NAUTICAL TOURISM: Goa has a formidable marine history, so why is nautical tourism lagging behind? (L to R) Charmaine Pereira, Savio Menezes, Bosco George, Admiral Monty Khanna, Nikhil Dessai, Aashim Mongia, Milind Prabhu, and Ashwin Tombat
GOA should have become a nautical tourism state a long time ago, given the right kind of governance and another chief minister Bhausaheb Bandodkar. Nautical, my dears, just means all things to do with the coastline –sea, ocean, marine lifestyles including old-fashioned fishing. The Confederation of Indian Industry (CII) Goa Second Nautical Conference on March 18, 2017, in Panjim was an interesting one, with various folk recommending that Goa, with its 105 km coastline and 255 km of navigable waterways, is a great state for promoting nautical adventure tourism which includes sea-faring sports of all kinds; the regular kind of water sports along the beaches, as well as cruising the coastal waters in boats and yachts of all kind. Why isn’t this kind of nautical tourism happening more passionately in Goa and beyond the usual small-time sailing in small dinghies at Dona Paula?
Various CII-Goa folk say it is still not too late to develop Goa as a nautical tourism-friendly state vis-a-vis wooing the world-wide sailing fraternity, apart from the passenger cruise liners which make up some very high-end tourism. As a matter of fact, Goa is becoming a hotspot for cruise ships and last year hosted some 30 of these leisure or pleasure seafaring vessels.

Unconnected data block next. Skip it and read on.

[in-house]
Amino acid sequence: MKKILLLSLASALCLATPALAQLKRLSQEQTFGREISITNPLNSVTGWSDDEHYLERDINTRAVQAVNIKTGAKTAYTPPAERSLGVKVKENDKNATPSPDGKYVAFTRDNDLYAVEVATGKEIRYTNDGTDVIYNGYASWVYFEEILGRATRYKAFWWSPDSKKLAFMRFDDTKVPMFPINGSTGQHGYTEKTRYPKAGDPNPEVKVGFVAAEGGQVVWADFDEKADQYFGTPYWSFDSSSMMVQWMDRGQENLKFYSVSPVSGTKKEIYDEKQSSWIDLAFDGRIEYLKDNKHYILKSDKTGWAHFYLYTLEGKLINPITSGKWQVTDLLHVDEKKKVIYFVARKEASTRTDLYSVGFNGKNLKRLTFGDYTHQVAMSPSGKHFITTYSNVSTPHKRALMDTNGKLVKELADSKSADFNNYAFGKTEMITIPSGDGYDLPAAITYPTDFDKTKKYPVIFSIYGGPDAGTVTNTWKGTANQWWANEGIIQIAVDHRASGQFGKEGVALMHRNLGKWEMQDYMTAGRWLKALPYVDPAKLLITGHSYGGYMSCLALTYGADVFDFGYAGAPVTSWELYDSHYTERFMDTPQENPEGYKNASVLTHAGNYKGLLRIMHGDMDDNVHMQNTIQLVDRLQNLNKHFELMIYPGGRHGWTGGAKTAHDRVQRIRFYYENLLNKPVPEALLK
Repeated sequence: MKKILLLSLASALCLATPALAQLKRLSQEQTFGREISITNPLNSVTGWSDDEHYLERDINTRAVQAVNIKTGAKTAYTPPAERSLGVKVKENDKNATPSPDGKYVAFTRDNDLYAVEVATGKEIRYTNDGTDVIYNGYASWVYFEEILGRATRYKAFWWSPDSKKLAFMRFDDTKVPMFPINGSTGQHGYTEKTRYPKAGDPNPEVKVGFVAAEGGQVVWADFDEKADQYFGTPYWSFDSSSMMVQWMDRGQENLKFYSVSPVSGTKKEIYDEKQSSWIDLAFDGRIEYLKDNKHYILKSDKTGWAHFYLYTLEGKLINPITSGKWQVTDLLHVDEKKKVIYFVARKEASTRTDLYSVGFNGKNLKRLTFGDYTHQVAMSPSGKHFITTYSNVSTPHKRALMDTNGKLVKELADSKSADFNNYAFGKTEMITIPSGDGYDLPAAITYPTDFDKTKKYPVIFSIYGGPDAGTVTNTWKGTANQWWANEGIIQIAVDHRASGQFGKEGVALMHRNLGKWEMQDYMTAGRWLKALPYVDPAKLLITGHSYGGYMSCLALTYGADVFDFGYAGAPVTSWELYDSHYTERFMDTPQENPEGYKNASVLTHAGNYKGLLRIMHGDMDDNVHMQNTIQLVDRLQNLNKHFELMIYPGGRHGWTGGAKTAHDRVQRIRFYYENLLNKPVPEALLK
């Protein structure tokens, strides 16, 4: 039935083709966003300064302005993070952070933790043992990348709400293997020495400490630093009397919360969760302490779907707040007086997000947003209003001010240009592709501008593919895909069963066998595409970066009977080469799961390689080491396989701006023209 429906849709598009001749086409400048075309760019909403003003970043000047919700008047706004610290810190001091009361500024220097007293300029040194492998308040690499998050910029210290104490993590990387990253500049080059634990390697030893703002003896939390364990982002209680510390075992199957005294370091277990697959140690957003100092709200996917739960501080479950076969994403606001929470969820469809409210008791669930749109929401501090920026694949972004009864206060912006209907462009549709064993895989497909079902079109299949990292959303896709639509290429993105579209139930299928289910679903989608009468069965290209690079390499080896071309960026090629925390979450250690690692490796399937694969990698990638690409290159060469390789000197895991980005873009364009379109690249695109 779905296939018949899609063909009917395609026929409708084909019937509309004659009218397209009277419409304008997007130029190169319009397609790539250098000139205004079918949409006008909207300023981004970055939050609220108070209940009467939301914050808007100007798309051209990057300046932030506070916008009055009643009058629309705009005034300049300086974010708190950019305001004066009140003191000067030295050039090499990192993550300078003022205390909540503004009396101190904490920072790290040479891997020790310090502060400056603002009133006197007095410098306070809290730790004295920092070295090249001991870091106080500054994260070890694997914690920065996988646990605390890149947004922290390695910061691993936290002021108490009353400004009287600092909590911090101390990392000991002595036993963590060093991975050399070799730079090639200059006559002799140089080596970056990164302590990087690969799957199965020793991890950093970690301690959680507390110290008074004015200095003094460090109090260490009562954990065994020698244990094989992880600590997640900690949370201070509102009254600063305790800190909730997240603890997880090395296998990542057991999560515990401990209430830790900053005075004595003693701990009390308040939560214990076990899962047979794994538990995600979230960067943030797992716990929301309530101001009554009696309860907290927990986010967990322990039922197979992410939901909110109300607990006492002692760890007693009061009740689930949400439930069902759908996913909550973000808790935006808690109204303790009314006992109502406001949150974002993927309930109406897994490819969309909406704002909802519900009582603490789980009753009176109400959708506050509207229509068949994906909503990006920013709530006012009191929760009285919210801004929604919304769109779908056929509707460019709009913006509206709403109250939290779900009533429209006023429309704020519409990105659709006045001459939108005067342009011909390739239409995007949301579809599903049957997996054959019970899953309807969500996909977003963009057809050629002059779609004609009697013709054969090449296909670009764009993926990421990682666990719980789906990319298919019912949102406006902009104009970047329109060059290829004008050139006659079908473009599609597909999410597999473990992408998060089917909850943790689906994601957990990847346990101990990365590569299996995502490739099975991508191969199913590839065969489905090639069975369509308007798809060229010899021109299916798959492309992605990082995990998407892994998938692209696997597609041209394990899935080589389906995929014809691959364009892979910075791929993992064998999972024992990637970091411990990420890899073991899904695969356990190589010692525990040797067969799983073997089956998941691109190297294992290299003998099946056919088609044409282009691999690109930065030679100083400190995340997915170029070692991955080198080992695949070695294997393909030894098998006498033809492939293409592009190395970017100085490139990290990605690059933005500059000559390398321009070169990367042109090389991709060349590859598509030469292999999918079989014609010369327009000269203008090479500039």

But there is a growing community of people who like to sail the seas in vessels of their own, many dependent exclusively on the wind for energy to move. They move from destination to destination, enjoying the world at their own pace, in one port overnight or for a few days, in another port for a bit longer. I know folk who live more at sea than on land and their boats double as their home almost all year around, even though these homes may not necessarily be expensive state-of-the-art yachts, the kind royalty and the super wealthy own so that they can travel with family and friends in private seclusion.
A LOVE for living more on water than on land is a kind of lifestyle and world over there are sheltered harbours which make space for this category of adventuring tourists who sail the seas for love of the great outdoors of sun, sea and wind and seeing the world differently.
At the CII conference, various speakers from Ratnakar S Dandekar (managing director at Aquarius Shipyards) to Hemant Arondekar (managing director at Pinakin Construction) and visiting speakers like Michael Derett (of Mike Derrett Marine Ltd, UK) and others made a case for the primary need to build an infrastructure catering to nautical tourism.
The building of leisure sea craft itself is such a fascinating one with lighter and lighter models coming into the market. Then there are the marinas which need not be heavy duty affairs, but for a start could be lightweight pontoons – somewhere the sailing fraternity may drop anchor to come on land to shop, go sightseeing, fine dining and so on, including repairing or fixing up their yacht for its next voyage.